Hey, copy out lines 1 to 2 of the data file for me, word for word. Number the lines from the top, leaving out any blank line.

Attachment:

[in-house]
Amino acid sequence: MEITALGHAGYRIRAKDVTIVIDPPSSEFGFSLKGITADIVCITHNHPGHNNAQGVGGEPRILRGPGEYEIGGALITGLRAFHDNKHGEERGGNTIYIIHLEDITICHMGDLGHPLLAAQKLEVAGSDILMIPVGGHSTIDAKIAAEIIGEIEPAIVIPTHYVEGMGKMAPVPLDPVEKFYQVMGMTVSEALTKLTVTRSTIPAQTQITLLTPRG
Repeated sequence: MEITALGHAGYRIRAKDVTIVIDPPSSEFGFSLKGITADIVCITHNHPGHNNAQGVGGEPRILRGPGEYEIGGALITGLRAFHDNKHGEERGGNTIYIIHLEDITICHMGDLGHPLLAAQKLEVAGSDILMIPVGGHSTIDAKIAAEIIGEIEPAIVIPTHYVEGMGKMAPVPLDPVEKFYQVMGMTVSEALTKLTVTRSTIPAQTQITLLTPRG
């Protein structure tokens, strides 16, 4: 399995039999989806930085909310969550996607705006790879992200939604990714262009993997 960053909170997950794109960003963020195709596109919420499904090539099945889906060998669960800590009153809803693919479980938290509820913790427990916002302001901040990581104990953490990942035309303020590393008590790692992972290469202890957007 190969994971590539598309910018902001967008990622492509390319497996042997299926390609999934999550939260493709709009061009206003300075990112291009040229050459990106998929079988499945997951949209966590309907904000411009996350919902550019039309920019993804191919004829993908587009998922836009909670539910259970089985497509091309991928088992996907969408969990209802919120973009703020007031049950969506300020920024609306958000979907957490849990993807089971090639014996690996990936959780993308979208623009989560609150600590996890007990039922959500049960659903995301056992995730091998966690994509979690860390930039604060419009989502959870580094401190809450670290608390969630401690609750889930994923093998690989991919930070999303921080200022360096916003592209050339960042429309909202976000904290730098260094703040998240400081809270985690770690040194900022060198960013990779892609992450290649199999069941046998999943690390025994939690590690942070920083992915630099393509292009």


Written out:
[in-house]
Amino acid sequence: MEITALGHAGYRIRAKDVTIVIDPPSSEFGFSLKGITADIVCITHNHPGHNNAQGVGGEPRILRGPGEYEIGGALITGLRAFHDNKHGEERGGNTIYIIHLEDITICHMGDLGHPLLAAQKLEVAGSDILMIPVGGHSTIDAKIAAEIIGEIEPAIVIPTHYVEGMGKMAPVPLDPVEKFYQVMGMTVSEALTKLTVTRSTIPAQTQITLLTPRG